Granted you’re no Galloping Gourmet, but this question has psychological as well as nutritional implications. (Catholic mothers are quite underrated when it comes to instilling childhood neuroses.) Is it really true that potato skins, apple peels, and carrot outsides are good for you? What value do they have? According to my mom, peeling apples, carrots, potatoes, and the like leads to vitamin and fiber deficiencies and, worse, spiritual laxity. As a result I suffer pangs of conscience every time I peel a carrot, spit out an apple peel, or leave behind a potato skin. But ever since I discovered all that stuff she told me about sex was wrong, I’ve been suspicious. Just what are the dire consequences of peeling one’s fruits and vegetables? –Rita Hoffman, Washington, D.C.
A complicated story, my little muskrat, even if we leave your mental health out of it. Generally speaking it’s a good idea to keep the skins on your fruits and vegetables, but not because they’re a great source of vitamins and minerals–quite the contrary. In potatoes, for instance, the skin, which is a dark corky layer called the “periderm,” consists mostly of dead cells filled with a waxy, largely vitaminless substance whose chief function is to protect the potato’s insides. On the other hand, skin does keep vitamins from being boiled off during cooking, certainly a useful property. It’s also a good source of dietary fiber, about which more in a moment.
If it’s any comfort to mom, you could make the case that the region near the skin contains slightly more vitamins than the rest of the potato, carrot, or whatever. The water content of a fruit or vegetable generally is concentrated in the center, whereas the exterior is comparatively dry. If you’ve got less water, you’ve got more of everything else, micronutrients included. Ergo, per unit of volume, the outside’s arguably got more vitamins than the inside. But the difference is small–there’s a fair quantity of micronutrients distributed throughout the “flesh,” as it’s called. Since most Americans don’t have any grave deficiencies in the vitamins and minerals department (at least the ones you can get a lot of in fruits and vegetables, such as vitamins A and C), what difference there is isn’t worth worrying about.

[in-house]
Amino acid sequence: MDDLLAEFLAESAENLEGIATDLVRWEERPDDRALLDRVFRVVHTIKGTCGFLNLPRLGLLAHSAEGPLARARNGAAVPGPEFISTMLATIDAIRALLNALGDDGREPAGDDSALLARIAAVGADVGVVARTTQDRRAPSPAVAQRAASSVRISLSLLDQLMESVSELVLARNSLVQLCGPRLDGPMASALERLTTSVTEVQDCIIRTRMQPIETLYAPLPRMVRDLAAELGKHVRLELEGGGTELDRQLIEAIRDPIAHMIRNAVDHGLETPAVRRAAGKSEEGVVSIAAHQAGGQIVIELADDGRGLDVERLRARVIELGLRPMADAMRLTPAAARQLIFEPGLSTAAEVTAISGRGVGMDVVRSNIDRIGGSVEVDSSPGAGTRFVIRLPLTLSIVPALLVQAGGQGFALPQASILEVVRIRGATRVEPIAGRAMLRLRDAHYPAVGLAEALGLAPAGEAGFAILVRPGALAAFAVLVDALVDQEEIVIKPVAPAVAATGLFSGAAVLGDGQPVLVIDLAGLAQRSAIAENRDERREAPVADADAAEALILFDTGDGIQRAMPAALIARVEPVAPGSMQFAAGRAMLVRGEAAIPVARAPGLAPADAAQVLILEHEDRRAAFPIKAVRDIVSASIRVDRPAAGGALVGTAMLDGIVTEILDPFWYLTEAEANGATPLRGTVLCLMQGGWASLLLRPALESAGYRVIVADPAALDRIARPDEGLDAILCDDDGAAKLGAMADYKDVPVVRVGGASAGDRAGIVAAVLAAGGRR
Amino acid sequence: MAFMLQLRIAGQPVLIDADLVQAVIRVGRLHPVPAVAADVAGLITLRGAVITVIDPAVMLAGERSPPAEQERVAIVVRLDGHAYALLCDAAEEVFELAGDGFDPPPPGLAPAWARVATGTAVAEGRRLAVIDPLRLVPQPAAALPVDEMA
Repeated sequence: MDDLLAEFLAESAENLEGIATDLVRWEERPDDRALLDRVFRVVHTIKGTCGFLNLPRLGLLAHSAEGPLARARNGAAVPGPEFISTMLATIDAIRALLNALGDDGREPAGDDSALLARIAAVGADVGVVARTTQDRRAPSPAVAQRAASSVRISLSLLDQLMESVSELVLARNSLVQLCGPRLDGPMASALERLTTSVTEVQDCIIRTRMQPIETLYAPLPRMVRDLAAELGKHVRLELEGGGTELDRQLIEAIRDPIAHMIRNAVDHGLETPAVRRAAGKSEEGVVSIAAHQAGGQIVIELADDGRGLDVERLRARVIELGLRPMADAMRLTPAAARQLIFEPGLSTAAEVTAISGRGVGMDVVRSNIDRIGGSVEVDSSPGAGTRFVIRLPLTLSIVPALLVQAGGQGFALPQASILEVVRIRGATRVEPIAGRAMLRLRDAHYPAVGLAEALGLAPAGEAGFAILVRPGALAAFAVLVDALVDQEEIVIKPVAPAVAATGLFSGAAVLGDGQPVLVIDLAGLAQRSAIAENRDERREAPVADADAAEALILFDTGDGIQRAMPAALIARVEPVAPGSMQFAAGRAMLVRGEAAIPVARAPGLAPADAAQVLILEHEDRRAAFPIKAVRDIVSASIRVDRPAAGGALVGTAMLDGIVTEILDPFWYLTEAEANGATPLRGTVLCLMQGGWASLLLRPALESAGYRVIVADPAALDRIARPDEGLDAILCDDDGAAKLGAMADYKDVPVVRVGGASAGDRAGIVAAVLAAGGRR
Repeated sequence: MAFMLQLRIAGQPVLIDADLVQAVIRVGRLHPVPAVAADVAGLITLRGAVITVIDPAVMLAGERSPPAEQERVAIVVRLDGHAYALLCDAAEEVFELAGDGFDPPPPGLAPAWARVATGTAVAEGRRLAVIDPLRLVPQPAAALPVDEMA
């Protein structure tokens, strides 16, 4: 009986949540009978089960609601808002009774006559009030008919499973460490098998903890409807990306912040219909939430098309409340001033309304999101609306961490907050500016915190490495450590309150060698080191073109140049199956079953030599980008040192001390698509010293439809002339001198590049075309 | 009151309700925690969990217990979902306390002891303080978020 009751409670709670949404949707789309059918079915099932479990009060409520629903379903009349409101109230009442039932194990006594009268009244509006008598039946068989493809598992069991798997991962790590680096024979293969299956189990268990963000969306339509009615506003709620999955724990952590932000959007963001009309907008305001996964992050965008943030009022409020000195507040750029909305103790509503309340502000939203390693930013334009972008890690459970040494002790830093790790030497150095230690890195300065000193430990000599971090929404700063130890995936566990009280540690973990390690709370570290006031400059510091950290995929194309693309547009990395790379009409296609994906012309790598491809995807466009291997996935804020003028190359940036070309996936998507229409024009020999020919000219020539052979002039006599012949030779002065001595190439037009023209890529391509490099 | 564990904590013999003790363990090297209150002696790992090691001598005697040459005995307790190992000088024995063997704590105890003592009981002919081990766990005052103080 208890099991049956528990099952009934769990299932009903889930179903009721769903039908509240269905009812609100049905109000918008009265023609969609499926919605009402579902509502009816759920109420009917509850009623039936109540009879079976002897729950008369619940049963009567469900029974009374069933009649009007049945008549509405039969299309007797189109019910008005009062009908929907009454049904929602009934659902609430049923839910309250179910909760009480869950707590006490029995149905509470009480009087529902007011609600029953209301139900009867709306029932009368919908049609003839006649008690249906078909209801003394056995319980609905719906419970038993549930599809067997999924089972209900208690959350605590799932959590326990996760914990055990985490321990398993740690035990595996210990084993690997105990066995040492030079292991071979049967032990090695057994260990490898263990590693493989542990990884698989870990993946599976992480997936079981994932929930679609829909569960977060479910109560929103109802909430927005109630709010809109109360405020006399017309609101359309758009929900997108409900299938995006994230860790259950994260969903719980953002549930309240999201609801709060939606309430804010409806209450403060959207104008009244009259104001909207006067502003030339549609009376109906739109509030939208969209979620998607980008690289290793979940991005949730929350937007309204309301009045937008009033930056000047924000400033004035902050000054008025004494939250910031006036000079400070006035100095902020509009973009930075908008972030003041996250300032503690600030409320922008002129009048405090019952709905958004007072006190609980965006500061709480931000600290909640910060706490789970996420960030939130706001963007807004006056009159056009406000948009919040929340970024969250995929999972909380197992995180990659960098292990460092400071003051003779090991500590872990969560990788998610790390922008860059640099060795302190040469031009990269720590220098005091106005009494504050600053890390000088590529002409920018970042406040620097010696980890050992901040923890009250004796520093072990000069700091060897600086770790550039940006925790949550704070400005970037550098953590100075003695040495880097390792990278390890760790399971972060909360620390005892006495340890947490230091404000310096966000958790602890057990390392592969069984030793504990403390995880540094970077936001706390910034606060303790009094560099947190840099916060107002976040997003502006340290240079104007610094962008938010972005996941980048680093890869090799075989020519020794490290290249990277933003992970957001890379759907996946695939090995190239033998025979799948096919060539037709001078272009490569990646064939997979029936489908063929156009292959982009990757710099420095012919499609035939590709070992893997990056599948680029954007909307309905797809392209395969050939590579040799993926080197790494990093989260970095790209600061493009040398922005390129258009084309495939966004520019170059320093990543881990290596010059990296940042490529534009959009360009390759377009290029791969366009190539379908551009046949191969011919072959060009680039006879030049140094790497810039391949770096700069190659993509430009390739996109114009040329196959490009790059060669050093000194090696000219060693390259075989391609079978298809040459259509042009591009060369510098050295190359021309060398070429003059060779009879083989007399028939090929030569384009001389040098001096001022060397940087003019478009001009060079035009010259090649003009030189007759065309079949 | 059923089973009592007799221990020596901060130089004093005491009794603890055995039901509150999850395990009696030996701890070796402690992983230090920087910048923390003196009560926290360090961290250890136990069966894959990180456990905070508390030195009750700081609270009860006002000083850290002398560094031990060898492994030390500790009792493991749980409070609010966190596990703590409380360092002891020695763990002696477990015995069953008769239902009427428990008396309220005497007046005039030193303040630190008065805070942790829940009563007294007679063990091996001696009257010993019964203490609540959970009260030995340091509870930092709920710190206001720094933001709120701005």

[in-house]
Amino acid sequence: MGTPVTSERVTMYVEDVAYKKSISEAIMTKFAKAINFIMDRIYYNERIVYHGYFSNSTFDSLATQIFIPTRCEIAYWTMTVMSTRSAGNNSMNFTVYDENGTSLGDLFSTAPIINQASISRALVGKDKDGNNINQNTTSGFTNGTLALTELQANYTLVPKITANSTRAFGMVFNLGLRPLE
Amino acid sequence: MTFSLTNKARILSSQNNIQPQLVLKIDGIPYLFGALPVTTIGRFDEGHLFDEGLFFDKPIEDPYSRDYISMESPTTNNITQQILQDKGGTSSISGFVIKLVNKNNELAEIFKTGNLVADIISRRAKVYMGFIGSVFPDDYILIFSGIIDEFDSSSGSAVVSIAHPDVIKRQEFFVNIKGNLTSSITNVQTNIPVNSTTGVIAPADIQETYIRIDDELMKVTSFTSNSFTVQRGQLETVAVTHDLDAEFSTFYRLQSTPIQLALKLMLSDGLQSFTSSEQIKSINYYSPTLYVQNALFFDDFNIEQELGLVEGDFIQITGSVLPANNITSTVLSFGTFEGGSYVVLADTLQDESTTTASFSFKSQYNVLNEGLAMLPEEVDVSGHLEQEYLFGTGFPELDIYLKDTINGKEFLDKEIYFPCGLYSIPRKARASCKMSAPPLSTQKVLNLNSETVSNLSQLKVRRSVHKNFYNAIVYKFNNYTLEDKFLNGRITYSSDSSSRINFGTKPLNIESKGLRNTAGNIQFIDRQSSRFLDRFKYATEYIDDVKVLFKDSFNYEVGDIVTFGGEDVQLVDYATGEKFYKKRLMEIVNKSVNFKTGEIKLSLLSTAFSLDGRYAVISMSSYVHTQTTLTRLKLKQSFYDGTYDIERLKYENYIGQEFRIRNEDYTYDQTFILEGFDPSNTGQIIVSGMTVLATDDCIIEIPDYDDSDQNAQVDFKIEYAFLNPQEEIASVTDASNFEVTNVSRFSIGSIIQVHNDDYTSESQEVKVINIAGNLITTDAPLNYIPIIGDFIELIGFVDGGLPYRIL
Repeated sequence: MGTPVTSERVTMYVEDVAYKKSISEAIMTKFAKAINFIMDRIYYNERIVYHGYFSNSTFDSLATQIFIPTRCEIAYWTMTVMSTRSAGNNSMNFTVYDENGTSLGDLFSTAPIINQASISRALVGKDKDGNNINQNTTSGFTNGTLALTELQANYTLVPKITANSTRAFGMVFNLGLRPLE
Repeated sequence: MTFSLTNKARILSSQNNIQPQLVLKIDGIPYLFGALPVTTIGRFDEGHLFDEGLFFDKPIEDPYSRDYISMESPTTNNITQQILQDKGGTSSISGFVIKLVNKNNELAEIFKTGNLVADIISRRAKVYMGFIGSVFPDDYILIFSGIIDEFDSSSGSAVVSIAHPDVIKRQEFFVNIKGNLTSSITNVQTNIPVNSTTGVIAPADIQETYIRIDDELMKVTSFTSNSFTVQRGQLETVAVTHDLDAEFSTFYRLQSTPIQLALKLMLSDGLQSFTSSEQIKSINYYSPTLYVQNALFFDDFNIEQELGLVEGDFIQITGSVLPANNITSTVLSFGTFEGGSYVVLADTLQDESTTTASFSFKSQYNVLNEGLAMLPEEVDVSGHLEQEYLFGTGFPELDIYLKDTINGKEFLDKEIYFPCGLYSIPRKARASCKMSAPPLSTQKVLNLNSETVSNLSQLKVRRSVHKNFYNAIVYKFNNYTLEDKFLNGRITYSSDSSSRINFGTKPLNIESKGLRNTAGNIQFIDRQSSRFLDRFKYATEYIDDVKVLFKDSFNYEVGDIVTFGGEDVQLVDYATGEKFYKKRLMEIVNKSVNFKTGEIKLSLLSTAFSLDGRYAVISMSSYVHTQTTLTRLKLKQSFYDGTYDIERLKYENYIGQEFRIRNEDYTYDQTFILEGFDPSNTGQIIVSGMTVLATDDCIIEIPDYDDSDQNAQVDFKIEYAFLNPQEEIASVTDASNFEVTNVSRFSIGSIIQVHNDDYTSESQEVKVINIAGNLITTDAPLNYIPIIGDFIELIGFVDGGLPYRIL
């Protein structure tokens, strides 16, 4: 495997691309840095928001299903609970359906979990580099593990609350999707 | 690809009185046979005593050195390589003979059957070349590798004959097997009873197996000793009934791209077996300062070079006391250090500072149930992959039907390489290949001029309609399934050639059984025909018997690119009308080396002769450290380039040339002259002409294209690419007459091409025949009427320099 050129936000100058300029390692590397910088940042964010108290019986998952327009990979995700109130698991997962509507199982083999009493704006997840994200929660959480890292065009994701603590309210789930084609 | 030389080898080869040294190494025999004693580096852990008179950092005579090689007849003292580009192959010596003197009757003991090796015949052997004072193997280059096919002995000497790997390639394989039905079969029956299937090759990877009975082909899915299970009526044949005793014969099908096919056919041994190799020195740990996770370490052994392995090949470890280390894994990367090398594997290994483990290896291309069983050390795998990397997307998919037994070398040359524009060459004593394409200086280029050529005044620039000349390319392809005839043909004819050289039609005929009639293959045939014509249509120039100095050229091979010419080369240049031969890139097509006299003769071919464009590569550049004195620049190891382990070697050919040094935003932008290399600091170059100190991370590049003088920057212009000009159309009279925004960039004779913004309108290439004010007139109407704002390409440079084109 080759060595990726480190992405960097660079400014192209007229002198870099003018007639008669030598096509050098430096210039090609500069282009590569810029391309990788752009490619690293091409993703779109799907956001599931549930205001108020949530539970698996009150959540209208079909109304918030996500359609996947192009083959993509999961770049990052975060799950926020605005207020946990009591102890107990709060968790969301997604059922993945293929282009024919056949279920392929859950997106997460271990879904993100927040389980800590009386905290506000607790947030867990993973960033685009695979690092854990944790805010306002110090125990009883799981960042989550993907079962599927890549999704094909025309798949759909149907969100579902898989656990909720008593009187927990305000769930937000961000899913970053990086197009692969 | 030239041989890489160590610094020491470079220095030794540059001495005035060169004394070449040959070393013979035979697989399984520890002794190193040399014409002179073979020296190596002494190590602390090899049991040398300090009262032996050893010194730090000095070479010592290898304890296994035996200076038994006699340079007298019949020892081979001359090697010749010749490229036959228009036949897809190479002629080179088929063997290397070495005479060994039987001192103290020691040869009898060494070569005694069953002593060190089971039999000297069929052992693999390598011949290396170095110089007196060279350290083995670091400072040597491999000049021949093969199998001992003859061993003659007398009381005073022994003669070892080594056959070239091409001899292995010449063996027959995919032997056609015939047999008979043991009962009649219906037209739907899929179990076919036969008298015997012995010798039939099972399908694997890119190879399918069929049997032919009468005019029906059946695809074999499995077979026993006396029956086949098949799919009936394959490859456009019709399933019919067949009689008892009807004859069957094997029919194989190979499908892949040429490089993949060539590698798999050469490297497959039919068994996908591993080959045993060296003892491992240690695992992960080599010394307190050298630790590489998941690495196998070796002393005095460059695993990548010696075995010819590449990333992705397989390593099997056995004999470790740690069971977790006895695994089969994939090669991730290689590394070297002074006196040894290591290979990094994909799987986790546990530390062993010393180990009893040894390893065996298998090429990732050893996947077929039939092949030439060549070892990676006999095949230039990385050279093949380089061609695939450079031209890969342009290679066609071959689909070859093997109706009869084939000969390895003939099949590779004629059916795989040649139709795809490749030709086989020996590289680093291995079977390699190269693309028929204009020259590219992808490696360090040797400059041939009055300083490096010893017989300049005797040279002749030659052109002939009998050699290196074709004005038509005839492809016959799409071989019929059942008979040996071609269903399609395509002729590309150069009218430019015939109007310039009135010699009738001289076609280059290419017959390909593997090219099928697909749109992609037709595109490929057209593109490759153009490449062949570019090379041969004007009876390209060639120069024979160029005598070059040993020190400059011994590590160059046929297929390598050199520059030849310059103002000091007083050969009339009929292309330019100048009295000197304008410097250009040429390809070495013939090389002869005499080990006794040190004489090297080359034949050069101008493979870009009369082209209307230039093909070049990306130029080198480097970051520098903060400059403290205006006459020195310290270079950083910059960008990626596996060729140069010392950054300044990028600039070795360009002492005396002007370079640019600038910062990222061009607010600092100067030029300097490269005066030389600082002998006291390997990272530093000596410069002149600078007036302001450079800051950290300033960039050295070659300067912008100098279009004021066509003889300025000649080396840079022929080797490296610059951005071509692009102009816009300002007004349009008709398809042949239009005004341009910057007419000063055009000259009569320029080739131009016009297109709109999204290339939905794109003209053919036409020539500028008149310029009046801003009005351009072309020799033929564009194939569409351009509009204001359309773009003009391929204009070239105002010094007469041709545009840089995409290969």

What’s more important is that skin contains much of the total content of dietary fiber in many fruits and vegetables. This is particularly true of apples. One medium apple with peel contains about 3.3 grams of fiber, while a peeled apple contains only 1.5 grams. This matters because the average American’s diet is seriously deficient in fiber. Although there are no official daily fiber requirements, authorities say most people get only 10-20 grams per day, even though they could use 20-35.
There are several types of dietary fiber; the one abundant in apples, and to some extent in all fruits and vegetables, is called pectin. It’s water soluble, and water-soluble fiber has been shown to reduce blood cholesterol levels. What happens apparently is that each particle of fiber grabs an armful of bile salts on its way through the intestine (a process called “binding”) and carries it out of the body during excretion. The body then has to make new bile salts and evidently uses cholesterol as the raw material, thus keeping the blood cholesterol level down.
It has not been conclusively shown that an apple a day keeps the heart specialist away, which is to say they haven’t proved that eating apples and other pectin-rich fruits and vegetables reduces heart disease. It’s also true that if you eat too much water-soluble fiber it’ll bind with (and subsequently carry away) micronutrients your body needs. But since most people could stand to double their dietary fiber intake, it’s probably a good idea to leave your apples and other fruits and vegetables unpeeled . . . unless of course the whole idea just grosses you out of existence. Nutritionists would rather have you peel your veggies and at least get the benefit of the complex carbohydrates and starches than not peel and consequently not eat them at all.
Art accompanying story in printed newspaper (not available in this archive): illustration/Slug Signorino.